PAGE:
The SSRC's Media & Democracy program focuses on the media’s relationship to democratic life. The initiative is a collaboration between the Council’s Anxieties of Democracy and Digital Culture programs.

Media & Democracy encourages academic research, practitioner reflection, and public debate on all aspects of the close relationship between media and democracy. Media & Democracy asks, for example, how recent transformations in journalism have affected democratic discourse and participation. Conversely, the program also examines how changes in the political landscape, such as increasing polarization, have affected the media. The program takes a wide definition of media (including but not limited to news and journalism) and looks at various aspects of democracy. 

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Media & Democracy’s ambitions are both diagnostic and prescriptive. It seeks to diagnose how recent changes in the media are related to successful democratic governance and to prescribe potential solutions for trends that may undermine democratic functioning. To this end, the program brings together social scientists, journalists, and technologists to examine, among other topics:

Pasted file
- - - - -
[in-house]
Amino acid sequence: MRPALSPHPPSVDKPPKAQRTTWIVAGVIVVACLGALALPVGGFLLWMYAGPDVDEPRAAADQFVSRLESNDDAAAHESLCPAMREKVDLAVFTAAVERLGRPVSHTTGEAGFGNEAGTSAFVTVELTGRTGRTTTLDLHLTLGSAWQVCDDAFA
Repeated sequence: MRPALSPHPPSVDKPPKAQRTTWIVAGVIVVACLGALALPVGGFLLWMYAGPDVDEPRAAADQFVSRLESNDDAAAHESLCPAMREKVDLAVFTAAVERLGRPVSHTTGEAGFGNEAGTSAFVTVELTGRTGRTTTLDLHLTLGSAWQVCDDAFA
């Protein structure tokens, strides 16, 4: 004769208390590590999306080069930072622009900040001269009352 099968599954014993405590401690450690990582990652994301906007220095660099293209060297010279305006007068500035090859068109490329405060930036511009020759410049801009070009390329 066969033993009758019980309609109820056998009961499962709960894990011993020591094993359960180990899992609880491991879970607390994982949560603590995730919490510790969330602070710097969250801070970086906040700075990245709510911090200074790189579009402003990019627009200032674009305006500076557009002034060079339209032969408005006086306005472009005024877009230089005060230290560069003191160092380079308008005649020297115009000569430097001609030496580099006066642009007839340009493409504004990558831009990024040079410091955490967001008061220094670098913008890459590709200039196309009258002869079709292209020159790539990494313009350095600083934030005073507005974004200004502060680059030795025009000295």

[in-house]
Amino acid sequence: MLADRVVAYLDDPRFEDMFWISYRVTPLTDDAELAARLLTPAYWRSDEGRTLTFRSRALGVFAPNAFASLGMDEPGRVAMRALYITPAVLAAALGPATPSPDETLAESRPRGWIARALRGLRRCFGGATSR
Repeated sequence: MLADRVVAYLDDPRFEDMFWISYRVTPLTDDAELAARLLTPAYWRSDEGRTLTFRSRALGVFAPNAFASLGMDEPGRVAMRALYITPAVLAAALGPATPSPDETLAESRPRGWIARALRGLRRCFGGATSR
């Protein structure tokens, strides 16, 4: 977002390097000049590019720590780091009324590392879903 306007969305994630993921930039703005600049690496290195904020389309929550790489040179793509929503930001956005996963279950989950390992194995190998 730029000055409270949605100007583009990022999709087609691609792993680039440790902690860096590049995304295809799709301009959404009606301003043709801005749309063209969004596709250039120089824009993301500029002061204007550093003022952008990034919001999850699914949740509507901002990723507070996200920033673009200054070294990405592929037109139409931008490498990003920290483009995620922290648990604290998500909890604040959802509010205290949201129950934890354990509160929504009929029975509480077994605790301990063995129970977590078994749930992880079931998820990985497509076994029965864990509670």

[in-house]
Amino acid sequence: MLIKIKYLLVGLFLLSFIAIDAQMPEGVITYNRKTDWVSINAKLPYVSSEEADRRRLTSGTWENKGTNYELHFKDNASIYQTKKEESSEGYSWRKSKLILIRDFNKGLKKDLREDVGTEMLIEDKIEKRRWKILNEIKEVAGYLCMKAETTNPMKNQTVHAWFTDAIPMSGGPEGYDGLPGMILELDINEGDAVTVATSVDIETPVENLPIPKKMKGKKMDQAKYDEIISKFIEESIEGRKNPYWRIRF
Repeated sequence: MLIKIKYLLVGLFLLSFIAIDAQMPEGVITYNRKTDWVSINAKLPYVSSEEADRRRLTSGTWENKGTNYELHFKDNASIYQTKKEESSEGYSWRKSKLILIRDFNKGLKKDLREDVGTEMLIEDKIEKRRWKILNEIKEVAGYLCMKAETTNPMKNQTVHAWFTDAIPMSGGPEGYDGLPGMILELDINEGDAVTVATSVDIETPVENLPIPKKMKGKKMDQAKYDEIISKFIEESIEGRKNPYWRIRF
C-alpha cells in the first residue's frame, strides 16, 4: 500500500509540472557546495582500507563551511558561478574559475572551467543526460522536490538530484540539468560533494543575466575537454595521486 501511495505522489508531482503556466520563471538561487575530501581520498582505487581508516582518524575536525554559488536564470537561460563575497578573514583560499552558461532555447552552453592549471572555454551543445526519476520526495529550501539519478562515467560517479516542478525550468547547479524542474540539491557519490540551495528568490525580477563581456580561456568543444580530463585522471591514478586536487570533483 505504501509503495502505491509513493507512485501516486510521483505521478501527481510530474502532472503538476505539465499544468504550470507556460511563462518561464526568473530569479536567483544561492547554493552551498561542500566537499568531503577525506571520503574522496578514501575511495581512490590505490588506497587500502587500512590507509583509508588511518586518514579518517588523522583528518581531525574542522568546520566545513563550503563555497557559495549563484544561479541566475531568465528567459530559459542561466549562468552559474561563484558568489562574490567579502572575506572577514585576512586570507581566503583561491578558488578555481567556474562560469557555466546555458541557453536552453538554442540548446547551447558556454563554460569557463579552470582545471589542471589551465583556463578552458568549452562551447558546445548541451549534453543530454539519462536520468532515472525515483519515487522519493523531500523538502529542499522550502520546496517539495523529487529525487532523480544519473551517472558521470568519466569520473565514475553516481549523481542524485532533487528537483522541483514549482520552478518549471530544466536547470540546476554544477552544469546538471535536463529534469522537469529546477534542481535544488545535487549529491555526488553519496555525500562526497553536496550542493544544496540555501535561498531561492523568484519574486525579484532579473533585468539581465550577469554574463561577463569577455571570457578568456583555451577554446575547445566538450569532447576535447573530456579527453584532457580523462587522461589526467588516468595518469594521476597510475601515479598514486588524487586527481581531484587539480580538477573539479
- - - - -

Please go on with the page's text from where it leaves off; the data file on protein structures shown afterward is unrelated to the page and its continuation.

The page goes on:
• Increasing polarization and media echo chambers, and their relationship to electoral and legislative outcomes.
  • The impact of coordinated hate speech, doxxing, and fake news on public discourse.
  • Virality and online engagement as measures of impact and drivers of revenue, and the resulting changes to the political economy of the media.
  • Challenges to privacy and anonymity, as generated by technological, economic, and/or regulatory changes.
  • The centralization of media platforms and advertising, and the shift from traditional to digital news media.
  • The changing legitimacy of traditional sources of authority such as the media, political parties, and civic associations.
  • Challenges to sovereignty and regulation, including between nations and multinational/transnational corporations.

Media & Democracy launched in 2017, and has begun to convene experts, promote new studies, and publish and disseminate findings with the goal of fostering deeper engagement between social scientists and media practitioners. Ultimately, the program will bring the results of this engagement to both democratic institutions and the broader public.

The Media & Democracy program is generously supported by the Knight Foundation, the Hewlett Foundation, and the Democracy Fund, and is honored to host an ACLS Public Fellow.

Program Components



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